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GEN News Highlights : Dec 13, 2011

Neoprobe Licenses AstraZeneca’s Alzheimer Plaque Imaging Agent

Firm will develop AZD4694, with AstraZeneca retaining right to use radiotracer in development of Alzheimer disease therapeutics.

Neoprobe paid AstraZeneca $5 million up front for a license to the latter’s late-stage radiopharmaceutical imaging candidate AZD4694, for use in positron emission tomography (PET) diagnostic imaging of amyloid plaques in Alzheimer disease patients. Under terms of the deal Neoprobe will take on clinical development and commercialization of the fluorine-18-labelled radiotracer, and expects to start a Phase III clinical program during early 2013.

AstraZeneca could receive another $6.5 million in development and regulatory filings, plus up to $11 million on achievement of regulatory approvals and the start of commercial sales. The firm retains the right to use AZD4694 in clinical trials supporting the development of potential treatments for Alzheimer disease.  

“This alliance couples Neoprobe’s expertise in diagnostic imaging with our own expertise in the discovery and development of innovative medicines, and will further expand our ability to evaluate new treatments for Alzheimer disease in the future,” remarks Christer Köhler, vp and head of CNS & pain innovative medicines at AstraZeneca.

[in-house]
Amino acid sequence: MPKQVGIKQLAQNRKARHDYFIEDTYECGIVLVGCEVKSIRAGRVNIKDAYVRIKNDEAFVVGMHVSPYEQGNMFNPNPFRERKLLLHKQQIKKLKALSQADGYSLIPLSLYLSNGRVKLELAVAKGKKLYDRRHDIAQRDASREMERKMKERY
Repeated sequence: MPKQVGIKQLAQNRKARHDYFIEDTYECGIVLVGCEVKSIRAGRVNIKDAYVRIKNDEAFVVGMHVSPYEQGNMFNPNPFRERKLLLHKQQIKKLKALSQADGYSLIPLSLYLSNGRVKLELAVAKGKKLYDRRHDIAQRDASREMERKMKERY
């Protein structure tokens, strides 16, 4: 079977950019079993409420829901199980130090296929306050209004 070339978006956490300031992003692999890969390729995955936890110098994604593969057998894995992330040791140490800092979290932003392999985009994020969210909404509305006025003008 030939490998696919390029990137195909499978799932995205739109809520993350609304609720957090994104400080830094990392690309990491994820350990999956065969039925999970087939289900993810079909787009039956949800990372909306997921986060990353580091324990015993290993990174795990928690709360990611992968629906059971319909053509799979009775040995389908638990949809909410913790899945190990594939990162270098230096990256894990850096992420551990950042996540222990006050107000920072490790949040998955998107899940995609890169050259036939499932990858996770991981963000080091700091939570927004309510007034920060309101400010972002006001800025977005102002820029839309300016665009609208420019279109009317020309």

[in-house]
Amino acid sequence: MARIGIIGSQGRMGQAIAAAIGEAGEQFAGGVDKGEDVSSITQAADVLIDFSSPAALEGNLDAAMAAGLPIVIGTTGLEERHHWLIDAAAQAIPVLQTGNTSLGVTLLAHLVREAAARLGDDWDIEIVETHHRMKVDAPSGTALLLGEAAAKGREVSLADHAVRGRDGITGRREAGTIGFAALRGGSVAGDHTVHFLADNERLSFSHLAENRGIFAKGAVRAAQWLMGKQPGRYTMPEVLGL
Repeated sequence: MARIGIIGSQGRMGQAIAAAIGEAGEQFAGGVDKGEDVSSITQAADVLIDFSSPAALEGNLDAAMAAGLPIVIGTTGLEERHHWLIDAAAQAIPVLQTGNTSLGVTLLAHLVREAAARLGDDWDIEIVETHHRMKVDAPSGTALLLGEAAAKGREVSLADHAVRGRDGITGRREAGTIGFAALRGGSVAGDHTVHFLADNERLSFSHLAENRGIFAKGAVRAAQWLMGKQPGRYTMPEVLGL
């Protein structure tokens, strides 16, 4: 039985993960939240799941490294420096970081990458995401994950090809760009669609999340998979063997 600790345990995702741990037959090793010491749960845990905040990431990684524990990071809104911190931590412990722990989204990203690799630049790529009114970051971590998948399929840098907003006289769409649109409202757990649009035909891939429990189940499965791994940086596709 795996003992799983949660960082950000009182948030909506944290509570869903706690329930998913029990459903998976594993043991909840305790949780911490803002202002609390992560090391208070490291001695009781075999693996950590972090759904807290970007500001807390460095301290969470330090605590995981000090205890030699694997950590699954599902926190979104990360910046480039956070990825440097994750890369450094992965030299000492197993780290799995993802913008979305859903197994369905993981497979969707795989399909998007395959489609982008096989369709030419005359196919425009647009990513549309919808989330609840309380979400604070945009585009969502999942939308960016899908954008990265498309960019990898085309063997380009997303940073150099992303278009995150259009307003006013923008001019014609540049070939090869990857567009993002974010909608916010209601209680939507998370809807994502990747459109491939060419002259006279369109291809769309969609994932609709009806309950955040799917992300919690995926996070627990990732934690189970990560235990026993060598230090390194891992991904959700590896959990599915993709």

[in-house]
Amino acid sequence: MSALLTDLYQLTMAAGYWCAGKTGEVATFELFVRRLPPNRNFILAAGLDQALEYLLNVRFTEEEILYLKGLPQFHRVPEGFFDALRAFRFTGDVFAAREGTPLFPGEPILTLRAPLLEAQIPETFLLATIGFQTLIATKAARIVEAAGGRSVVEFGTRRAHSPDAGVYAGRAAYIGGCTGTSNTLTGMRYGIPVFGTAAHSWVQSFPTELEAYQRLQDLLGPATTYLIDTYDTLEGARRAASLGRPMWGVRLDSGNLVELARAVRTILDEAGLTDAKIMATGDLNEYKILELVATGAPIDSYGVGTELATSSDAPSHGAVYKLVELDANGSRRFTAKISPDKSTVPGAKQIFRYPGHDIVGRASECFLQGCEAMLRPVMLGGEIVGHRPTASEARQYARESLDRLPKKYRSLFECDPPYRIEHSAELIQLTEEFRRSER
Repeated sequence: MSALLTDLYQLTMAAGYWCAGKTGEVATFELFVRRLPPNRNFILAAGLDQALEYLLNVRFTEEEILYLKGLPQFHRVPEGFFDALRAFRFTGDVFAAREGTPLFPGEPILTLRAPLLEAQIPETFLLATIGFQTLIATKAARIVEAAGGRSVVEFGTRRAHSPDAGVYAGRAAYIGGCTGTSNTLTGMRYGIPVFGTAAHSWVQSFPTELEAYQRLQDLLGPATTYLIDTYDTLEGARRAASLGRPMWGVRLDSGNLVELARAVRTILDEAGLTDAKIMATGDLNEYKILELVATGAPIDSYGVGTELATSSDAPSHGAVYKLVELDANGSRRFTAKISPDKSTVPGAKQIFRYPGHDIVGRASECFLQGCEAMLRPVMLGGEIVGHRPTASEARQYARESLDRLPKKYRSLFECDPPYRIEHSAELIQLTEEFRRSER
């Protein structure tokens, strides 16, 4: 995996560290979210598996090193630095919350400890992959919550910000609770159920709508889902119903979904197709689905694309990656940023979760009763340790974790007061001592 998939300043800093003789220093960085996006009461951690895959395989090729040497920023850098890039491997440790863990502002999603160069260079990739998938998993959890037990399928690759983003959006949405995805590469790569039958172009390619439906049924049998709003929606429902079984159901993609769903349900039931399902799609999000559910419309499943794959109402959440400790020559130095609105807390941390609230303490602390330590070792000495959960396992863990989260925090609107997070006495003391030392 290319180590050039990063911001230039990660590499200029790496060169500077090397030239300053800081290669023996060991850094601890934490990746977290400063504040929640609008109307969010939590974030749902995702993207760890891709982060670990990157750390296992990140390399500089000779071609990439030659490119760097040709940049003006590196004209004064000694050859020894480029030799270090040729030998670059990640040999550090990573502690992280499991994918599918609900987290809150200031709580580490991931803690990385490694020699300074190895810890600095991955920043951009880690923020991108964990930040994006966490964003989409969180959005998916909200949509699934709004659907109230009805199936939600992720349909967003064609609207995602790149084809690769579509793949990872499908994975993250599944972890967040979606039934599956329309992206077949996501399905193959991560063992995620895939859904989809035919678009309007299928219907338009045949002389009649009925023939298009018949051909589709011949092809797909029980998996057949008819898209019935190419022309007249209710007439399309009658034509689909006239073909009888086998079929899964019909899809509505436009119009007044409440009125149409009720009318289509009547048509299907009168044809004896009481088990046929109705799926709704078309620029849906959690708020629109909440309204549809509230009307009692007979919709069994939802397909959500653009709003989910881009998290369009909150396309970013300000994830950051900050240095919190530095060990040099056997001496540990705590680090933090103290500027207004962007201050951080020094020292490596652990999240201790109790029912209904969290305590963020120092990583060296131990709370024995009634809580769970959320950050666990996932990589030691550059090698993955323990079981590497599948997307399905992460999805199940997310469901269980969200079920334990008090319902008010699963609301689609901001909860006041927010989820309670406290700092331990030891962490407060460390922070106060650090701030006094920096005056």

Neoprobe is focused on the development and commercialization of diagnostics and radiopharmaceutical agents. The firm markets its gamma detection systems, detector probes, and accessories for use in intraoperative lymphatic mapping (ILM), or sentinel lymph node biopsy, a minimally invasive technique for evaluating the potential spread of cancer to lymph node tissues and organs. The firm’s development programs are centered on exploiting its radiopharmaceutical agent platforms  Lymphoseek® and RIGScan™ CR. Lymphoseek is a radioactive tracing agent being developed for use with gamma detection devices in ILM procedures. Neoprobe has licensed the Lymphoseek IP from the University of California, San Diego (UCSD), which has already carried out a number of Phase I studies with the agent.

The RIGS system combines the firm’s hand-held gamma radiation detection probe and radiolabeled cancer-specific monoclonal antibodies, for locating tumor deposits that can’t be detected by conventional methods.